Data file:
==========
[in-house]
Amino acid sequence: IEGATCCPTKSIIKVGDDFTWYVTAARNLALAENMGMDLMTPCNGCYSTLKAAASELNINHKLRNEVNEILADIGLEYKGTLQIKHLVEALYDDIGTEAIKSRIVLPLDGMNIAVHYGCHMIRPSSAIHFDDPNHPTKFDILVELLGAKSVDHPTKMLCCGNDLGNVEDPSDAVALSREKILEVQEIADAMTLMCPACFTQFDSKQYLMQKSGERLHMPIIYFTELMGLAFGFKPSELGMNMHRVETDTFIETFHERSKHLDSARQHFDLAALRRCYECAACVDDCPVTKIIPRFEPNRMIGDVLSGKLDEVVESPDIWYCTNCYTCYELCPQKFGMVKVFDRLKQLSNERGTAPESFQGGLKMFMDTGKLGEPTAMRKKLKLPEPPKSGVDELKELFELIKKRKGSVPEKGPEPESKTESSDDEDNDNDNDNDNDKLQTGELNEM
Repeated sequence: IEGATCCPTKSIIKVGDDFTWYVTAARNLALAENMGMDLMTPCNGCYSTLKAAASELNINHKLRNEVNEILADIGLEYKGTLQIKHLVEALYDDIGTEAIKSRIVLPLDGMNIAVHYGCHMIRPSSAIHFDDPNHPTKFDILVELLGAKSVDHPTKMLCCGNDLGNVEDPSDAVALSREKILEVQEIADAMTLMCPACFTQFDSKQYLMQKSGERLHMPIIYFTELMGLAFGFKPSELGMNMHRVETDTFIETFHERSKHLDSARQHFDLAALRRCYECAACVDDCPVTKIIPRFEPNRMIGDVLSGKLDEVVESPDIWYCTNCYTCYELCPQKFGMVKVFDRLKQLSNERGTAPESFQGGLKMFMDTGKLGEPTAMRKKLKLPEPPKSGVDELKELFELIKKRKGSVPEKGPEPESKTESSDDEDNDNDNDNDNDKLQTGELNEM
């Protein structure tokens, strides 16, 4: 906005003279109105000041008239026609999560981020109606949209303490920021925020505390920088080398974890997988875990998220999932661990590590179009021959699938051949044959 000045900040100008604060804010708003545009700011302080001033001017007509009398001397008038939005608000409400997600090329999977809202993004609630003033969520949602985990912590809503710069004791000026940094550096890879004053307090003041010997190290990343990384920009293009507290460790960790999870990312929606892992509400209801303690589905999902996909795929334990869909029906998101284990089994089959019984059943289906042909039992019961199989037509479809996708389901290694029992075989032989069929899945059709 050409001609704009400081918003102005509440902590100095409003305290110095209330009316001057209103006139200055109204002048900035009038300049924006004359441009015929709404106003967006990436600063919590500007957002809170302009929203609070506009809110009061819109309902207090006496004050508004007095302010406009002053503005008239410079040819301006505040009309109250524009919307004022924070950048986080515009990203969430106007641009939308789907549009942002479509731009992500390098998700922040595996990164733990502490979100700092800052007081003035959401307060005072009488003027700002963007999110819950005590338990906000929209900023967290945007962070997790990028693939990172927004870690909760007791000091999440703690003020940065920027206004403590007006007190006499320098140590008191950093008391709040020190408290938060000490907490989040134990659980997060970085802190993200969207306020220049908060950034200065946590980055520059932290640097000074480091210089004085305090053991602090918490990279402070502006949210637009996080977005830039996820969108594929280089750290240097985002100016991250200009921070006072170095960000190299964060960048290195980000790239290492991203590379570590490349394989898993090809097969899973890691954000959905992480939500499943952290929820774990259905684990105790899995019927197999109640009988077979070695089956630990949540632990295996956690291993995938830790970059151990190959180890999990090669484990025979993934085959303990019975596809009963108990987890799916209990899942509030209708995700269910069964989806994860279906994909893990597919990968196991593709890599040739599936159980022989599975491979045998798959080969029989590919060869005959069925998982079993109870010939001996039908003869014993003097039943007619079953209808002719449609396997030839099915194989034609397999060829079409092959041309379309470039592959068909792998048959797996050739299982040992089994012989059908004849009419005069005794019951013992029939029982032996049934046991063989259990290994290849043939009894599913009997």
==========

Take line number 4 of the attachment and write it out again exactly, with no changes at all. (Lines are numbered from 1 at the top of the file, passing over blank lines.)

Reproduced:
């Protein structure tokens, strides 16, 4: 906005003279109105000041008239026609999560981020109606949209303490920021925020505390920088080398974890997988875990998220999932661990590590179009021959699938051949044959 000045900040100008604060804010708003545009700011302080001033001017007509009398001397008038939005608000409400997600090329999977809202993004609630003033969520949602985990912590809503710069004791000026940094550096890879004053307090003041010997190290990343990384920009293009507290460790960790999870990312929606892992509400209801303690589905999902996909795929334990869909029906998101284990089994089959019984059943289906042909039992019961199989037509479809996708389901290694029992075989032989069929899945059709 050409001609704009400081918003102005509440902590100095409003305290110095209330009316001057209103006139200055109204002048900035009038300049924006004359441009015929709404106003967006990436600063919590500007957002809170302009929203609070506009809110009061819109309902207090006496004050508004007095302010406009002053503005008239410079040819301006505040009309109250524009919307004022924070950048986080515009990203969430106007641009939308789907549009942002479509731009992500390098998700922040595996990164733990502490979100700092800052007081003035959401307060005072009488003027700002963007999110819950005590338990906000929209900023967290945007962070997790990028693939990172927004870690909760007791000091999440703690003020940065920027206004403590007006007190006499320098140590008191950093008391709040020190408290938060000490907490989040134990659980997060970085802190993200969207306020220049908060950034200065946590980055520059932290640097000074480091210089004085305090053991602090918490990279402070502006949210637009996080977005830039996820969108594929280089750290240097985002100016991250200009921070006072170095960000190299964060960048290195980000790239290492991203590379570590490349394989898993090809097969899973890691954000959905992480939500499943952290929820774990259905684990105790899995019927197999109640009988077979070695089956630990949540632990295996956690291993995938830790970059151990190959180890999990090669484990025979993934085959303990019975596809009963108990987890799916209990899942509030209708995700269910069964989806994860279906994909893990597919990968196991593709890599040739599936159980022989599975491979045998798959080969029989590919060869005959069925998982079993109870010939001996039908003869014993003097039943007619079953209808002719449609396997030839099915194989034609397999060829079409092959041309379309470039592959068909792998048959797996050739299982040992089994012989059908004849009419005069005794019951013992029939029982032996049934046991063989259990290994290849043939009894599913009997």